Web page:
Though hiking one of the volcanoes is not the sole reason to visit Ometepe, it is undoubtedly a quintessential island experience. And so it was that after checking in at Xalli and having a couple of sips of volcano water, I made my plan for the next morning: meeting my guide, a lean 26-year-old local named Abel, at 7:30 a.m. to journey to the Maderas crater and back. At dinner that night, a father and son named Michael and Gabriel from New York's Hudson Valley asked if they could join the climb. Of course they could.
Our trek began innocently enough, one foot in front of the other in a jungle as thick as any I'd seen while the howler monkeys issued their hoary roar from the branches above. I asked Abel how many times he had climbed the volcano.
"About 600," he said.
It soon became the adventure that catches many tourists off guard, as we slipped and scrambled along a terminally muddy incline. Two-thirds of the way up, Michael, the father in the father-son duo, said he was stopping and would find his way down with another group. He did.
Abel, Gabriel and I pressed on to the crater, arriving in 51/2 hours. Gabriel and I were breathless and caked in mud. Abel was spotless in his red-and-white polo shirt and rolled up jeans. We all grabbed a seat to marvel at the crater: 360 degrees of thick, green growth in what once spewed smoke and lava. "I'm eating this chicken sandwich in a volcano crater!" turned out to be a wonderful lunchtime thought.
And then we headed down, Abel again somehow remaining clean as I fought slips and falls to the point that my feet and knees grew hot with pain. I might or might not have yelled to no one in particular, "This is the worst hike ever!" (OK, fine, I did, but I didn't mean it.) After one fall, Gabriel briefly thought he had broken his wrist. But we finally made it back to the hotel in the dark, and, after a dinner of jalapeno chicken — chicken smothered in a creamy jalapeno sauce, very popular in Nicaragua — I lumbered off for 10 hours of well-earned sleep.
The next day was reserved for Ometepe's calmer joys. Down at the beach behind Xalli, I waded into the wonderfully warm, shallow lake and walked 50 or so yards offshore; it was still only 4 feet deep.
The next day, my last on the island, I found what might be Ometepe's greatest joy: Ojo de Agua, a natural spring about the size of an Olympic pool with a rock-and-silt floor and stone walls. At the pool's edge, a vendor chopped the tops off coconuts and poured in rum to create a boozy, milky drink in the shell.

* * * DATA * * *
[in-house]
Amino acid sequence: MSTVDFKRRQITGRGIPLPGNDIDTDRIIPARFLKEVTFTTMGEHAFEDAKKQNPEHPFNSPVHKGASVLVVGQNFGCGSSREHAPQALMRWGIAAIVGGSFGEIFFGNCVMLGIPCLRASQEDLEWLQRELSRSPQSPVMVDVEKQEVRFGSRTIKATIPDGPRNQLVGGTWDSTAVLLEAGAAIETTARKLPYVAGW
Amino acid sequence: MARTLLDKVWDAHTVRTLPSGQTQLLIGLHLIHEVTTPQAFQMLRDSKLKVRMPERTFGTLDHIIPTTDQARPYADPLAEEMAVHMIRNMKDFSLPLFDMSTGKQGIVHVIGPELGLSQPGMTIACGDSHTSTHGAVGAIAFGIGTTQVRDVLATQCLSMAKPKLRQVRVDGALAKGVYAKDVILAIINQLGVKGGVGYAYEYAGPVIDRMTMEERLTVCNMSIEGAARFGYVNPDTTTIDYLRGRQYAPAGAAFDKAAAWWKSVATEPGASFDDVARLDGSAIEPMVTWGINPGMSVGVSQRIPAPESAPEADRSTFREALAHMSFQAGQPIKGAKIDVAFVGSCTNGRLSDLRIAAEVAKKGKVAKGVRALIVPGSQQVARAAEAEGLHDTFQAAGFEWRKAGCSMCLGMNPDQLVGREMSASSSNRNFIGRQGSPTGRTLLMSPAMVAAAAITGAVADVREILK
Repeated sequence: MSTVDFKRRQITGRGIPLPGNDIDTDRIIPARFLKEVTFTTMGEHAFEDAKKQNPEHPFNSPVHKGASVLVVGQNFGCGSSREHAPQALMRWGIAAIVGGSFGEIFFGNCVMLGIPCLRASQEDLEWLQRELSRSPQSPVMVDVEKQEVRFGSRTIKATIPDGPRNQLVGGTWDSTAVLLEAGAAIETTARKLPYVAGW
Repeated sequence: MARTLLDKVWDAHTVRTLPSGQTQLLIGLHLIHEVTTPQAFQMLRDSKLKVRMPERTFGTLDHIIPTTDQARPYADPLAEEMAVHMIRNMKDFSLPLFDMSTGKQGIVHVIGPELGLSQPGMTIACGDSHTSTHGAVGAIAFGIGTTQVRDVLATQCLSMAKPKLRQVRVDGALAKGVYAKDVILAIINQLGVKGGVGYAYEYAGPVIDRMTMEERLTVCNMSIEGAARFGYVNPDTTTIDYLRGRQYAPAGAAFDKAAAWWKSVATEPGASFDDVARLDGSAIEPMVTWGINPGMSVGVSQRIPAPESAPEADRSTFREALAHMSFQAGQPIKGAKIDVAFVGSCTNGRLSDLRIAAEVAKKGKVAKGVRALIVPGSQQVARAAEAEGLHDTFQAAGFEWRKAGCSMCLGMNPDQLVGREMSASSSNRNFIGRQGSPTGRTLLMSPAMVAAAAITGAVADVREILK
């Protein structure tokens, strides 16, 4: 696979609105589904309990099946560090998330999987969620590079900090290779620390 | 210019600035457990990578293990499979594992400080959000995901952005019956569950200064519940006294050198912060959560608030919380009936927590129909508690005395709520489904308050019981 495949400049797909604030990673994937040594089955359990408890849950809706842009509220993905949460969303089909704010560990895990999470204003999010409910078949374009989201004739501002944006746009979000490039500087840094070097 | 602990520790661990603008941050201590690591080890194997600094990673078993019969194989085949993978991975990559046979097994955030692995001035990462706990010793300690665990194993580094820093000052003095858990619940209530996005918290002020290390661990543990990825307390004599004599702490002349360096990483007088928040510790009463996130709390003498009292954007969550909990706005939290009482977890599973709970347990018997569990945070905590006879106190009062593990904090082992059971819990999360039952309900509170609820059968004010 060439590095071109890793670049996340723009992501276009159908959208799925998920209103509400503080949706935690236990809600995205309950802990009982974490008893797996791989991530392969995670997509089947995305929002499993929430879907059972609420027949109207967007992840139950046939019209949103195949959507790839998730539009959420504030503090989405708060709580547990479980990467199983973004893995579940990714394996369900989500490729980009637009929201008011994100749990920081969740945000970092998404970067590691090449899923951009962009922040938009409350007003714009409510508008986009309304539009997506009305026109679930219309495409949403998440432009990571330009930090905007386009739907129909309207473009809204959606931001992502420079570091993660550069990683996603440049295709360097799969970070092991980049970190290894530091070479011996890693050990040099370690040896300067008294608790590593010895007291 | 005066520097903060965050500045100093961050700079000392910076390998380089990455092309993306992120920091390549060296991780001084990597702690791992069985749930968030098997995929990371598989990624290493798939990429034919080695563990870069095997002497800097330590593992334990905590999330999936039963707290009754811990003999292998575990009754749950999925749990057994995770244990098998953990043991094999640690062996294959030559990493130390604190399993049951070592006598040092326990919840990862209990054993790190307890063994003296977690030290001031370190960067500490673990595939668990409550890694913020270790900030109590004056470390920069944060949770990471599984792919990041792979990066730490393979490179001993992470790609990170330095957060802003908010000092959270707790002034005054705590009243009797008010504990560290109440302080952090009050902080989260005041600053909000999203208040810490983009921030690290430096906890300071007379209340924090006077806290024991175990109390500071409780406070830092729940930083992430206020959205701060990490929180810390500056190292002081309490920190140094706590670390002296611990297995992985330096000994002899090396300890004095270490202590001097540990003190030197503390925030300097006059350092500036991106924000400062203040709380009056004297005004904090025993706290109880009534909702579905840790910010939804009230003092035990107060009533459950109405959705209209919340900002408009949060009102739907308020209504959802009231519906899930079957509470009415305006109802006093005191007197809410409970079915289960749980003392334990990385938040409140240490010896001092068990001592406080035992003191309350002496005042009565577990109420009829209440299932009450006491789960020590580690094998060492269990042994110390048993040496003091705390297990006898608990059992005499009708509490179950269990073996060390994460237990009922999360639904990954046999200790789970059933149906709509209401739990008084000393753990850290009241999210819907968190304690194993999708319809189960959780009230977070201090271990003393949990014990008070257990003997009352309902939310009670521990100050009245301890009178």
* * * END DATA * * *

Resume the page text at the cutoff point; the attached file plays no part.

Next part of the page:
The pool was just cool enough to be refreshing, and the water was wonderfully bright and clear with its high mineral content and supposed healing powers. Hugged by thick, leafy trees, Ojo de Agua was a serene little oasis of splashing and relaxing worth a day unto itself. It made me wish I were spending a few more days on the island.
And who knows? Had I stayed, I might have attempted that other volcano, Concepcion, though it remains active. Topping out at 5,280 feet, its steep trail traverses slippery volcanic rock. The entire way, I would have been fueled by my all-important, recently learned secret: No matter how miserable the slog, the rest of Ometepe — the hammocks, the beaches, the lake, the natural spring, the rum — awaited.
If you go
Getting there and around: Most visitors arrive via an hourlong ferry ride from the town of San Jorge (about $3). Bringing a rental car is possible, but I favored a combination of taxis (car, van or the back of a motorcycle), bicycles, public buses and walking. A ferry to Granada also is possible, but it is a long ride, and the lake can get rocky. The island also is home to a new airport that gets flights two days a week to and from Managua. If you're flying, the way into the country is through Managua's Augusto C. Sandino International Airport. San Jorge is a little more than 90 minutes by car (I paid $80 for a taxi ride) or much longer and cheaper by bus.
Do: Hiking an Ometepe volcano is an essential (and exhausting) experience. You can book guides through your hotel. Other activities include kayaking Rio Istian, hiking to the 164-foot San Ramon Waterfall and lounging on Playa Santo Domingo. Don't miss the natural spring Ojo de Agua or Museum El Ceibo, in the town of Moyogalpa.